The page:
2017 Team Penske INDYCAR Season Review

December 6, 2017

As the 2017 Verizon IndyCar Championship season dawned back in March, the attention of Team Penske’s mechanics, engineers, strategists and drivers turned to a familiar set of goals – winning the Indianapolis 500 and earning a 15th series championship for team owner Roger Penske. While the goals entering the season might have seemed the same as years prior, achieving them would be met with some new faces and uncharted territory for the organization.

In the off-season, Team Penske welcomed new driver Josef Newgarden, who had taken the Verizon IndyCar Series by storm in 2016. Newgarden displayed great toughness by recovering from a spectacular accident at Texas that season to produce a dominant victory at Iowa Speedway just a few weeks later. The young American driver was paired with Team Penske president Tim Cindric as his race strategist and the team hoped that would help Newgarden with the transition to the new team.

Though he was no longer competing full-time in the Verizon IndyCar Series, two-time Indianapolis 500 winner Juan Montoya returned to the team in 2017. Montoya was a key component to another “first” for Team Penske, marking the first time in history that the team would enter a fifth car in the Indianapolis 500.

With Simon Pagenaud returning as the defending series champion – along with 2014 titlewinner Will Power and three-time Indianapolis 500 winner and one of the series’ most popular drivers, Helio Castroneves, the stage was set for a season of memorable moments.

Team Penske didn’t experience immediate success in 2017 as the talented foursome of drivers and teams managed just two podium results among the first two races at St. Petersburg and Long Beach.

Despite winning the pole for two of the first three races, Power particularly found the beginning of the 2017 campaign to be challenging as his quest for a second Astor Cup trophy commenced. Power experienced engine issues in the season opener at St. Pete and a cut tire while leading the closing stages of the Indy Grand Prix of Alabama. Although the speedy Australian was forced to pit from the lead at Barber, there to take the reigns and capture his first checkered flag for his new team was Newgarden, driving the No. 2 Fitgerald Glider Kits Chevrolet.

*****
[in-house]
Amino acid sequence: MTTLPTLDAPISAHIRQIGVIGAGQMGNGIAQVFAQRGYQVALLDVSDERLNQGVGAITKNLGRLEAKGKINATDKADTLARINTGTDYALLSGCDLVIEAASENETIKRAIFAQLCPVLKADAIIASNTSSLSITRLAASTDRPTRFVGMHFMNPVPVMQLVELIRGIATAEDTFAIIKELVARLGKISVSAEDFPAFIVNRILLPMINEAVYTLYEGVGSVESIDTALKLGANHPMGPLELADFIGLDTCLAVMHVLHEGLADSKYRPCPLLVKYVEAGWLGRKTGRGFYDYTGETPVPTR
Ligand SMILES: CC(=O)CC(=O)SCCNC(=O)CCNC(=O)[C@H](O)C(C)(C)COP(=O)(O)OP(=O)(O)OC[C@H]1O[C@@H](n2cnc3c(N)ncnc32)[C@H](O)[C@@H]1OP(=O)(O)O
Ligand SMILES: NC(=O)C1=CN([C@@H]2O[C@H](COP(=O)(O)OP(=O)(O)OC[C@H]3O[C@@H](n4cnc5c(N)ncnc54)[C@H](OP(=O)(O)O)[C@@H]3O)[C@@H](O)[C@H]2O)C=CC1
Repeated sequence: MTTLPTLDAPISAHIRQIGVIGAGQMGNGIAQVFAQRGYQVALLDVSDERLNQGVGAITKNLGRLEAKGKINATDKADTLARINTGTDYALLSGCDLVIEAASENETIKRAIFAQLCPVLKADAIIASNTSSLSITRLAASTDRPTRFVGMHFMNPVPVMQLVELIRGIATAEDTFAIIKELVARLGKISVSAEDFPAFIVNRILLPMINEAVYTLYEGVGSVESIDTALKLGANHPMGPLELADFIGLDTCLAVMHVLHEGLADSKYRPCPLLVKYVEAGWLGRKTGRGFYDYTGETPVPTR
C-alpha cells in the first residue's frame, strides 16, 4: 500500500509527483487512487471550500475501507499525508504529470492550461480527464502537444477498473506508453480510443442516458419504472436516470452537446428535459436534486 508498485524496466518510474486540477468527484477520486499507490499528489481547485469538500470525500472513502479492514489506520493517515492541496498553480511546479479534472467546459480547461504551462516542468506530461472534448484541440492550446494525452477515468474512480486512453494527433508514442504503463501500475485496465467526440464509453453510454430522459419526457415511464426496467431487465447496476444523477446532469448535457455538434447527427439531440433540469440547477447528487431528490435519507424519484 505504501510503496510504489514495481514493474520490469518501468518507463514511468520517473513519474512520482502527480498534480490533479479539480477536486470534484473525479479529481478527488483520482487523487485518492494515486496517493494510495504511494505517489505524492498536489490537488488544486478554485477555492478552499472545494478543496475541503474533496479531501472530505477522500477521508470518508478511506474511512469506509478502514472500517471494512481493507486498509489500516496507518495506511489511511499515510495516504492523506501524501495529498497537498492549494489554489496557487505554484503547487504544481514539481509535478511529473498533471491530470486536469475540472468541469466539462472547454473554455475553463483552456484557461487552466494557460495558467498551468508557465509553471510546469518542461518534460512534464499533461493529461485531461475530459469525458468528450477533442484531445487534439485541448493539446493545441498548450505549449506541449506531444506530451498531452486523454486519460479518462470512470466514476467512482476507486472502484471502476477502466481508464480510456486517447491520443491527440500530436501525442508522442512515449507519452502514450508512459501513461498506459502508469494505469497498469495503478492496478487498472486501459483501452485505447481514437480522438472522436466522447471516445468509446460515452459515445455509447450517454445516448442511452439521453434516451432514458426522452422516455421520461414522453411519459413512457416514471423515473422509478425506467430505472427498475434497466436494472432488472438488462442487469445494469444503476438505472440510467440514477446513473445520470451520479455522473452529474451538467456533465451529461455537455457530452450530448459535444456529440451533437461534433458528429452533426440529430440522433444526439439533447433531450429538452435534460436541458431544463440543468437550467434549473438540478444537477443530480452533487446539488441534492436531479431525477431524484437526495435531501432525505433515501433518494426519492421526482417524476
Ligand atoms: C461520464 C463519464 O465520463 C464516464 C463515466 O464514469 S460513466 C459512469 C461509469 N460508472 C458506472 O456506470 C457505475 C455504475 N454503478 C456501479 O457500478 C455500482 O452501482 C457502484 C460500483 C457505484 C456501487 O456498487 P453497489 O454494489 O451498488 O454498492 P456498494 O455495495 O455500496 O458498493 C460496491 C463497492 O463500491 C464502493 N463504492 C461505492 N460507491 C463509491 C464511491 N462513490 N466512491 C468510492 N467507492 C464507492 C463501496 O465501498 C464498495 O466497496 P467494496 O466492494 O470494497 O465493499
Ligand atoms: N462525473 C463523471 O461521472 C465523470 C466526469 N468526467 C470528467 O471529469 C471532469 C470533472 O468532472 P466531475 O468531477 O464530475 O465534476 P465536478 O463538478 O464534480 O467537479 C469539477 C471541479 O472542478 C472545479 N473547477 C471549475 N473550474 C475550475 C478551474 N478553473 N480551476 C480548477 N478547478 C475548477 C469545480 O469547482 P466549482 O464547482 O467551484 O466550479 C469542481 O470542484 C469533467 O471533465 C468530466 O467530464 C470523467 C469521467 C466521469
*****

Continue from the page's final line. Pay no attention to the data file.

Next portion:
The Tennessee native claimed the first victory of the season for Team Penske, loudly announcing his presence as a championship contender. Pagenaud, the reigning titleholder, delivered a message to those in the series chasing his crown the following week at Phoenix Raceway as he led 116 laps in the Menards Chevy to produce his first victory of the season. The four Team Penske drivers combined to lead every lap of the race, as they finished in first, second, fourth and ninth place, respectively.

Riding a wave of two consecutive victories, Team Penske entered the most important month of the INDYCAR calendar with momentum on its side, but a monumental task faced them in the shadows of the famed Indianapolis Motor Speedway (IMS) Pagoda. For the first time in the 51-year history of Team Penske, five drivers would compete for Roger Penske’s team at the “Greatest Spectacle in Racing.”

With Montoya back on board for the Indy Grand Prix and the Indianapolis 500, the stage was set for the team to extend its record number of Indy 500 victories to 17. Will Power won his second race on the IMS road course for Team Penske’s third consecutive victory on the season and in the Indy Grand Prix itself. The win was the 30th career victory for Power and thrust him back into the championship conversation. When the teams switched from the 14-turn infield road course to the iconic oval, they found the challenge a little steeper, however.